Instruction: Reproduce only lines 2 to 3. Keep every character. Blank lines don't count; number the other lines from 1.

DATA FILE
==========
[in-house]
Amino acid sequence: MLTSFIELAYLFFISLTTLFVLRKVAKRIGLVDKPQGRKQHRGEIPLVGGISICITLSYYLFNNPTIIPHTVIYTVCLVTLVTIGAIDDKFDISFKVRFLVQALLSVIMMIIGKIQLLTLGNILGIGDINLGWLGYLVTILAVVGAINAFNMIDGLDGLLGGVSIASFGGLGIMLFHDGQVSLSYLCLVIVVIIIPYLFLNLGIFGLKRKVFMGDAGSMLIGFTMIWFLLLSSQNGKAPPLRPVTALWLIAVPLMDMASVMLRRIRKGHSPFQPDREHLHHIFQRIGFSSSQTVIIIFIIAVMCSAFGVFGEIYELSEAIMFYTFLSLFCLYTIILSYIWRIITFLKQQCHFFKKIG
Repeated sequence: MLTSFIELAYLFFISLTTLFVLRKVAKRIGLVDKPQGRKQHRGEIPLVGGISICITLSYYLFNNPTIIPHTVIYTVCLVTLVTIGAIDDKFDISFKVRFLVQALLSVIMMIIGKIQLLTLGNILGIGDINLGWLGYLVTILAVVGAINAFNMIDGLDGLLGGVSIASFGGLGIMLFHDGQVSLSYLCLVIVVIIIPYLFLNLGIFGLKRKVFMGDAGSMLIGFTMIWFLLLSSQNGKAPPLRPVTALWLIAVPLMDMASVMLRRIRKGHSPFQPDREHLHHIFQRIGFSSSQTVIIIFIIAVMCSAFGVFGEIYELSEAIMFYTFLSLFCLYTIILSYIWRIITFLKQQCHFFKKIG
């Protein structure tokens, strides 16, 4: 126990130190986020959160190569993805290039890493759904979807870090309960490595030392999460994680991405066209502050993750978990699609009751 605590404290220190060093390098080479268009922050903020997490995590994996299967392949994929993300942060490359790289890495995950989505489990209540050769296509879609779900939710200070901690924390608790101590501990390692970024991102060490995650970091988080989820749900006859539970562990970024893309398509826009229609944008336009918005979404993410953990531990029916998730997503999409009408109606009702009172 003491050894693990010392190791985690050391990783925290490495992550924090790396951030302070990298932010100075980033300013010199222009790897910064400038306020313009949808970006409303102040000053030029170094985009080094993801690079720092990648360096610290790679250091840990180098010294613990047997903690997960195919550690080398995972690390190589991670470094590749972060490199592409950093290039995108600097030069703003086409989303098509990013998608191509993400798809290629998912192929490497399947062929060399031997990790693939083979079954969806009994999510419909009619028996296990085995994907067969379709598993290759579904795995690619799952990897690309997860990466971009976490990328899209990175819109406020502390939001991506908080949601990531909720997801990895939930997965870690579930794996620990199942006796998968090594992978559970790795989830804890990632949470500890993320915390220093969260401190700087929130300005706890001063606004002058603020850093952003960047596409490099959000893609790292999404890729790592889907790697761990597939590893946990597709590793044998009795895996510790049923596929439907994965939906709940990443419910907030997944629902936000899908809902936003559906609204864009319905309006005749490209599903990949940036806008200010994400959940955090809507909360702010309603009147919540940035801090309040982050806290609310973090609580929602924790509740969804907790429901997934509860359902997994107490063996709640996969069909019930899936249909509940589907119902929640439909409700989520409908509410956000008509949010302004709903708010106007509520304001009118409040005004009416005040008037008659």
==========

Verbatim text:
Amino acid sequence: MLTSFIELAYLFFISLTTLFVLRKVAKRIGLVDKPQGRKQHRGEIPLVGGISICITLSYYLFNNPTIIPHTVIYTVCLVTLVTIGAIDDKFDISFKVRFLVQALLSVIMMIIGKIQLLTLGNILGIGDINLGWLGYLVTILAVVGAINAFNMIDGLDGLLGGVSIASFGGLGIMLFHDGQVSLSYLCLVIVVIIIPYLFLNLGIFGLKRKVFMGDAGSMLIGFTMIWFLLLSSQNGKAPPLRPVTALWLIAVPLMDMASVMLRRIRKGHSPFQPDREHLHHIFQRIGFSSSQTVIIIFIIAVMCSAFGVFGEIYELSEAIMFYTFLSLFCLYTIILSYIWRIITFLKQQCHFFKKIG
Repeated sequence: MLTSFIELAYLFFISLTTLFVLRKVAKRIGLVDKPQGRKQHRGEIPLVGGISICITLSYYLFNNPTIIPHTVIYTVCLVTLVTIGAIDDKFDISFKVRFLVQALLSVIMMIIGKIQLLTLGNILGIGDINLGWLGYLVTILAVVGAINAFNMIDGLDGLLGGVSIASFGGLGIMLFHDGQVSLSYLCLVIVVIIIPYLFLNLGIFGLKRKVFMGDAGSMLIGFTMIWFLLLSSQNGKAPPLRPVTALWLIAVPLMDMASVMLRRIRKGHSPFQPDREHLHHIFQRIGFSSSQTVIIIFIIAVMCSAFGVFGEIYELSEAIMFYTFLSLFCLYTIILSYIWRIITFLKQQCHFFKKIG